Two weeks and 14 years ago—March 16, 1998 to be exact—a young flaxen-haired beauty and I rode the tramway to the top of a mountain in Palm Springs, California. We walked out into a sunny snowfield in a clearing in the woods. I read portions of my journal to the girl, the parts that talked about the bottomless well of love I’d fallen into. And then I asked her to marry me.
Yes, she said yes, she said yes, she said yes.
|Engagement picture, March 16, 1998|
They say it takes at least 12 lengthy months to properly plan a wedding. Maybe two full years, if you really want things done right. Give it five years and you’ll really be certain.
But I say you know when you know.
We were married in 12 weeks.
|D-day, June 6, 1998|
As a wedding present, some jokester gave us a 20,000 piece puzzle. Most of it was featureless blue sky. Over the next six months we worked on that puzzle, frustrated but determined. We finished it, then burned it in the fireplace.
Newly married life was a bit like that puzzle. It required some adjustments, sure. About ten years’ worth, we’d both say today with a grin.
We found it challenging, for instance, to learn all those practical sides of running a household. Who puts the dishes in the dishwasher? Who makes dinner, and what kinds of comments are appropriate when it’s over?
We wrestled with unrealistic expectations. My wife would say, for instance, that no matter how romantic the movies make it seem, it’s completely revolting to wake up and straightaway smooch a person on the mouth.
Oh yeah. There’s junk. People enter a marriage as blemished, imperfect, mistake-making folks. Everyone screams and stomps and throws the remote at the wall when they’re angry.
I understand why people are hesitant today to offer marriage glowing endorsements. The institution can be a tough road to travel, one that plenty of people stumble along.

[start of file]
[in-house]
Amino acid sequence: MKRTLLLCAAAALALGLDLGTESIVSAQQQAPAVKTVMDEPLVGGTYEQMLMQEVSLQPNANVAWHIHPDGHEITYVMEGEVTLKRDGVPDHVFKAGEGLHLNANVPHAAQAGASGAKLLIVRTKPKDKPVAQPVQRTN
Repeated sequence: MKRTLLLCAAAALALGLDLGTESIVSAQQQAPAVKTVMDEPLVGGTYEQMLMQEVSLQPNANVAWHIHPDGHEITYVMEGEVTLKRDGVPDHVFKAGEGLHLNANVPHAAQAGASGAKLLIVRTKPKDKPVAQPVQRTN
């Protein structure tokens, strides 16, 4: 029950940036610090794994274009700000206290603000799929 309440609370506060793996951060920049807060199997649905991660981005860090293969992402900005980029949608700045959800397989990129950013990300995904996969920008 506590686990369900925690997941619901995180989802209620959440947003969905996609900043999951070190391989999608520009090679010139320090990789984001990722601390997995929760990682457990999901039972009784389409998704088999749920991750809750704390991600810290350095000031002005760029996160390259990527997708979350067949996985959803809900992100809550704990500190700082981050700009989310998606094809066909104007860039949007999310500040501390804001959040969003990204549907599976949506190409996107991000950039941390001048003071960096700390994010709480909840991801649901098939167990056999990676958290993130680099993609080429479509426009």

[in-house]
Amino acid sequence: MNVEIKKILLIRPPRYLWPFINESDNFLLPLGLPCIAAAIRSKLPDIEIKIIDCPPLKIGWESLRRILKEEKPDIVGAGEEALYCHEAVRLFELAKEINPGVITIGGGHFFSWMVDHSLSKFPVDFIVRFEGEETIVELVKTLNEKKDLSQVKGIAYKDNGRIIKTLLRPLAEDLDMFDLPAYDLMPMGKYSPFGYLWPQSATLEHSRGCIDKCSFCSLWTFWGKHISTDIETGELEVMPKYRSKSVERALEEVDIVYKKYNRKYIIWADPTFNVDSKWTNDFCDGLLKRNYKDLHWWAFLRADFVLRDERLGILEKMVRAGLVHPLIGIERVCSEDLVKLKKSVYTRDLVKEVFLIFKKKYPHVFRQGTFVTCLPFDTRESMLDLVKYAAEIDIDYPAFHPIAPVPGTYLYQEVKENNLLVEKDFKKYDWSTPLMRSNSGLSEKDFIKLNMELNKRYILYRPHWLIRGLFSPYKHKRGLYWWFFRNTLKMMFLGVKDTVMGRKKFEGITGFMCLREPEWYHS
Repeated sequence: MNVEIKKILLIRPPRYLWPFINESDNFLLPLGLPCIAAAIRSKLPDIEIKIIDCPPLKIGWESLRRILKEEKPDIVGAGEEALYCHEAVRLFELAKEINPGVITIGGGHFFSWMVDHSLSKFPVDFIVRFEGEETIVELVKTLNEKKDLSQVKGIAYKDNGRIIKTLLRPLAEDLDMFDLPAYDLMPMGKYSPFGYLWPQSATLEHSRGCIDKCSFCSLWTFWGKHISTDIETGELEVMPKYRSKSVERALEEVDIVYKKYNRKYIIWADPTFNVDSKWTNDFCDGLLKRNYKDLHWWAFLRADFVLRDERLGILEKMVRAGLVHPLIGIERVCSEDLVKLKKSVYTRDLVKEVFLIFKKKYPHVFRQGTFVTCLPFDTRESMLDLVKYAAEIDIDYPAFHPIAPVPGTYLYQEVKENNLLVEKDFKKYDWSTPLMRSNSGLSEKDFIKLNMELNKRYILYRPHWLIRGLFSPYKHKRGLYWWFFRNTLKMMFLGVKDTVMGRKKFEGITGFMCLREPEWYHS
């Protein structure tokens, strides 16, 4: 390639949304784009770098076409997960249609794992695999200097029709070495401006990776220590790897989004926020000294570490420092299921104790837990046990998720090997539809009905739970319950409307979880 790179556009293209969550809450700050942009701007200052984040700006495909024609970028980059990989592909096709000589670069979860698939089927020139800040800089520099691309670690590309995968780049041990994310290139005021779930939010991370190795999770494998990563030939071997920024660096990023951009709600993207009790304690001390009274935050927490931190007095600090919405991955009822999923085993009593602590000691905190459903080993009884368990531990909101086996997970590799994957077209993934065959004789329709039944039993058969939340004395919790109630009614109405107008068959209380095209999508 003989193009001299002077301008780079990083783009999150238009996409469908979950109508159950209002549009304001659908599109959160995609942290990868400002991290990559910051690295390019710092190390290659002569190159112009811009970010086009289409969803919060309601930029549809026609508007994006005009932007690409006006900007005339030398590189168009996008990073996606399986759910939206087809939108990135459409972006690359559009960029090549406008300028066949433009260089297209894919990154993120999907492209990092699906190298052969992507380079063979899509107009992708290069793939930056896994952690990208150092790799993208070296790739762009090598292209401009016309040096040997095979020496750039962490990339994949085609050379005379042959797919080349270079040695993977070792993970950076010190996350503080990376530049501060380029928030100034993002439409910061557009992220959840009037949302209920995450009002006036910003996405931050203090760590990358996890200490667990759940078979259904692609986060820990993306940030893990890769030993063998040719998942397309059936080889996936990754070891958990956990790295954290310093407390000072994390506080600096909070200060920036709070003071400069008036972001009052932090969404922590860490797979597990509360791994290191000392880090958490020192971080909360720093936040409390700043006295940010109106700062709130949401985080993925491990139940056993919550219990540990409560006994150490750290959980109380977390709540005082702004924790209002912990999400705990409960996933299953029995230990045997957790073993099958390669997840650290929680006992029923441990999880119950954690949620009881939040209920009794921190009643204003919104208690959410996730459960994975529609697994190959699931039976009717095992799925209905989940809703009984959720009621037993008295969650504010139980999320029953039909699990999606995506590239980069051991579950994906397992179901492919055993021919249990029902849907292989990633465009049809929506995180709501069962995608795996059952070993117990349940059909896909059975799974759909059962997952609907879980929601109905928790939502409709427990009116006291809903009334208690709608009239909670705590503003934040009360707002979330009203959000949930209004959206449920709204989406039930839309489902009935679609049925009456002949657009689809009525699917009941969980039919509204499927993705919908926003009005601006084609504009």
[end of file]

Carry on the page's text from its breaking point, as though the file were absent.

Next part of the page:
Even at the best of times, as my God-fearing grandmother Hazel used to say about her very happy 60-year-marriage to Grandpa Bob, “I never once considered divorce. Murder maybe. But never divorce.”
Strangely enough, she was quoting the late Ruth Graham, wife of Dr. Billy Graham.
That’s Ruth’s and Grandma’s wisdom. Do you see the truth in it? They knew marriage was tough. But they also knew marriage was good. Deep from the beginnings of time, people were meant to be together.
And that’s why I believe in all the potential for wonder and goodness and security and fun that a marriage holds out to people, even today. We are not modern people. Bah. We are not bound by the superfluous conventions that others insist are required before a marriage takes place.
|14 years later. Still smiling.|
If you are married right now, take this day to remember your engagement. Remember the promise and hope that day held out. Use that memory to fan into flame the love you now have.
And if today you are in a committed relationship and vacillating on the choice of marriage, then my encouragement is to gather your journal and a bouquet of wildflowers, take the tramway to the top of the mountain, and boldly proceed.
Question: What’s the most challenging thing about being married, being single, or being in a close, unmarried relationship?